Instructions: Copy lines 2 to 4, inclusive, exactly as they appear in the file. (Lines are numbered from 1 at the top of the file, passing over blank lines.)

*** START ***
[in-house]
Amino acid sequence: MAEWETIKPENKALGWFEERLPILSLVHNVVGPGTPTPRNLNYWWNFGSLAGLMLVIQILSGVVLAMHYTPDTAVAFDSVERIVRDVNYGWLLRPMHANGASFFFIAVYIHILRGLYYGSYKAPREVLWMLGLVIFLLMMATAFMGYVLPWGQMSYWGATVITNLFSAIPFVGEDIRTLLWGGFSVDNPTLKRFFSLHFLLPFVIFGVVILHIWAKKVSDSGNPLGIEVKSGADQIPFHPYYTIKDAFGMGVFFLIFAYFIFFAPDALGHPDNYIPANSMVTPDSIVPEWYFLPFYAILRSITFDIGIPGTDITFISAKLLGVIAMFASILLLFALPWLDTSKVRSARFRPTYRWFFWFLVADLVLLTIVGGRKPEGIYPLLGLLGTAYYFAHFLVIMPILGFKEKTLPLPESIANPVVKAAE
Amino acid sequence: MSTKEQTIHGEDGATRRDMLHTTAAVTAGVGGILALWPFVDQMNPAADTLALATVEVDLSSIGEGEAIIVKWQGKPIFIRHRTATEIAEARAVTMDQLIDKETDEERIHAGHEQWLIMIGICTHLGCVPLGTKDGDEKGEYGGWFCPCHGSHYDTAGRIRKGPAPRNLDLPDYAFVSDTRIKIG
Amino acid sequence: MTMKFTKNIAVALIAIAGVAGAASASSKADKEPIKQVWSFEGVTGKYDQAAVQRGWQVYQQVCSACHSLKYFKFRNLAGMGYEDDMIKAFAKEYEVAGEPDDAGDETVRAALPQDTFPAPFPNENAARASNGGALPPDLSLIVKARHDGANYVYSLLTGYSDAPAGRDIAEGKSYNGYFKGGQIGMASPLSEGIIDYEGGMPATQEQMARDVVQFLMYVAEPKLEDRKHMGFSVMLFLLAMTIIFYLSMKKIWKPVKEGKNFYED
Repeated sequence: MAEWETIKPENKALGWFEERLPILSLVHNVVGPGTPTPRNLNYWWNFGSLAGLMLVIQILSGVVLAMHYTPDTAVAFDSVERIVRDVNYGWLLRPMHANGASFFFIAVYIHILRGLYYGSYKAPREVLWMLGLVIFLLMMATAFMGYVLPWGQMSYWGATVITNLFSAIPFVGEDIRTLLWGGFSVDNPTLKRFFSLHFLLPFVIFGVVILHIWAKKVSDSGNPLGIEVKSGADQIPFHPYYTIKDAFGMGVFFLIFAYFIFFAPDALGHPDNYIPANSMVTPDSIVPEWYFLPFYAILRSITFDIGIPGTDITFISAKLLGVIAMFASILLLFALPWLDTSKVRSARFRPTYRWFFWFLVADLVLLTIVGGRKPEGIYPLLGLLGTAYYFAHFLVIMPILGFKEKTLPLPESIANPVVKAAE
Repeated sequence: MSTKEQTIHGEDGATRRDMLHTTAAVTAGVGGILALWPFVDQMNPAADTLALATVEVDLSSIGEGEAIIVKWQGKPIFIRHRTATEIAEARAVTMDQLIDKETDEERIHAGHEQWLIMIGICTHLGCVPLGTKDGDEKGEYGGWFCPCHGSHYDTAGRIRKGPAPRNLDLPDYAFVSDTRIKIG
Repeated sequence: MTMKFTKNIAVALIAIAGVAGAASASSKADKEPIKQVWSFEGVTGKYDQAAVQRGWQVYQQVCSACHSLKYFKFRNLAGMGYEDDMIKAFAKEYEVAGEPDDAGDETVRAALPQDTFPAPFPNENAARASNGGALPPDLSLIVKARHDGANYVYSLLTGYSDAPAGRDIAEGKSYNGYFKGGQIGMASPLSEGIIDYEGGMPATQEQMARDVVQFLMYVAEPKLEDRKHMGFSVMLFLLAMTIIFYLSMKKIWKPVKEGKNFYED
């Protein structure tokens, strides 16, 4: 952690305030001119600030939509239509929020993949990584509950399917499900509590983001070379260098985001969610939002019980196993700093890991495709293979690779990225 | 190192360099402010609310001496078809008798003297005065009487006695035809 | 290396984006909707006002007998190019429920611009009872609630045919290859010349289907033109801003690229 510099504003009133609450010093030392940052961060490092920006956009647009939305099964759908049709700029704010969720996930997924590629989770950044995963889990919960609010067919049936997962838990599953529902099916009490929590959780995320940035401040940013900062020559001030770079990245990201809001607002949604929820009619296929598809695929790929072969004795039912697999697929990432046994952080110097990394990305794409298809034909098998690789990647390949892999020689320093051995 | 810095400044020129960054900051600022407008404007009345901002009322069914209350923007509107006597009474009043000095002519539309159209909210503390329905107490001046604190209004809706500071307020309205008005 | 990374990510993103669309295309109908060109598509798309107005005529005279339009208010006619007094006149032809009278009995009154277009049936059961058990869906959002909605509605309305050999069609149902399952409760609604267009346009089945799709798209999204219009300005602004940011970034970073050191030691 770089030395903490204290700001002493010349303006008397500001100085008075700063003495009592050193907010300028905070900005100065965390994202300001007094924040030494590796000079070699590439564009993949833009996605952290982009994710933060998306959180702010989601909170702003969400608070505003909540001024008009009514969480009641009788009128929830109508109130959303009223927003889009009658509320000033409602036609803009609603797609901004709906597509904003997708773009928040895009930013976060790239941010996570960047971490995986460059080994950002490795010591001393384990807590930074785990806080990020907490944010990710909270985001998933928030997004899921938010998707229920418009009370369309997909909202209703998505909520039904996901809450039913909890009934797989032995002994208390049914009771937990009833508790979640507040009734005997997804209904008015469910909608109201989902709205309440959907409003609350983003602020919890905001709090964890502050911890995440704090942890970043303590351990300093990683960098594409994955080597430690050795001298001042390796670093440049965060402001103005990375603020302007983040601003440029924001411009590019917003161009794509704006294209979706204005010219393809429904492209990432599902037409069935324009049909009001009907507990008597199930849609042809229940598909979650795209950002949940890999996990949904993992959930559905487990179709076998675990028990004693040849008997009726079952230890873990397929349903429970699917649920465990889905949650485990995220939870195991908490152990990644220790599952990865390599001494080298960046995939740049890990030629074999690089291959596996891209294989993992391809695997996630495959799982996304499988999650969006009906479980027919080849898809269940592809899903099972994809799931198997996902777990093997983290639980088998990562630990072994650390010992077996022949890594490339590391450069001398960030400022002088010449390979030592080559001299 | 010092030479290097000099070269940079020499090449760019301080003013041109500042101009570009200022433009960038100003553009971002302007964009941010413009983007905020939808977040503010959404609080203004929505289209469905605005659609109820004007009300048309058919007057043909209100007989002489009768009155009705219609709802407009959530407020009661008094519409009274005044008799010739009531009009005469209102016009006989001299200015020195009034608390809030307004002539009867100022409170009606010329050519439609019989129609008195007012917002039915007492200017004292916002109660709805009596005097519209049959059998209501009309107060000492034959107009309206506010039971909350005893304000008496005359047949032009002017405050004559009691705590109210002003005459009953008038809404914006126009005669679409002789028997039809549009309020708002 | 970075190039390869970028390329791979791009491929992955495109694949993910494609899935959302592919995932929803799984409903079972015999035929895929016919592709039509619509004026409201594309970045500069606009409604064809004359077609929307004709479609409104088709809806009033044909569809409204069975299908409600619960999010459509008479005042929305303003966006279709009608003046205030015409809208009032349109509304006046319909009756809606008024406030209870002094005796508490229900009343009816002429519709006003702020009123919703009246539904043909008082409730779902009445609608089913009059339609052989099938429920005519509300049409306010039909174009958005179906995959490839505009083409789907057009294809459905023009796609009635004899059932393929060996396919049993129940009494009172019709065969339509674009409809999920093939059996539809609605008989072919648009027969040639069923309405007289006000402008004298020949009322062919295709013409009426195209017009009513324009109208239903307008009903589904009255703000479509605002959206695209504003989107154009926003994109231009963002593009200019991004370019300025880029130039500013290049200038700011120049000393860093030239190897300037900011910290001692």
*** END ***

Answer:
Amino acid sequence: MAEWETIKPENKALGWFEERLPILSLVHNVVGPGTPTPRNLNYWWNFGSLAGLMLVIQILSGVVLAMHYTPDTAVAFDSVERIVRDVNYGWLLRPMHANGASFFFIAVYIHILRGLYYGSYKAPREVLWMLGLVIFLLMMATAFMGYVLPWGQMSYWGATVITNLFSAIPFVGEDIRTLLWGGFSVDNPTLKRFFSLHFLLPFVIFGVVILHIWAKKVSDSGNPLGIEVKSGADQIPFHPYYTIKDAFGMGVFFLIFAYFIFFAPDALGHPDNYIPANSMVTPDSIVPEWYFLPFYAILRSITFDIGIPGTDITFISAKLLGVIAMFASILLLFALPWLDTSKVRSARFRPTYRWFFWFLVADLVLLTIVGGRKPEGIYPLLGLLGTAYYFAHFLVIMPILGFKEKTLPLPESIANPVVKAAE
Amino acid sequence: MSTKEQTIHGEDGATRRDMLHTTAAVTAGVGGILALWPFVDQMNPAADTLALATVEVDLSSIGEGEAIIVKWQGKPIFIRHRTATEIAEARAVTMDQLIDKETDEERIHAGHEQWLIMIGICTHLGCVPLGTKDGDEKGEYGGWFCPCHGSHYDTAGRIRKGPAPRNLDLPDYAFVSDTRIKIG
Amino acid sequence: MTMKFTKNIAVALIAIAGVAGAASASSKADKEPIKQVWSFEGVTGKYDQAAVQRGWQVYQQVCSACHSLKYFKFRNLAGMGYEDDMIKAFAKEYEVAGEPDDAGDETVRAALPQDTFPAPFPNENAARASNGGALPPDLSLIVKARHDGANYVYSLLTGYSDAPAGRDIAEGKSYNGYFKGGQIGMASPLSEGIIDYEGGMPATQEQMARDVVQFLMYVAEPKLEDRKHMGFSVMLFLLAMTIIFYLSMKKIWKPVKEGKNFYED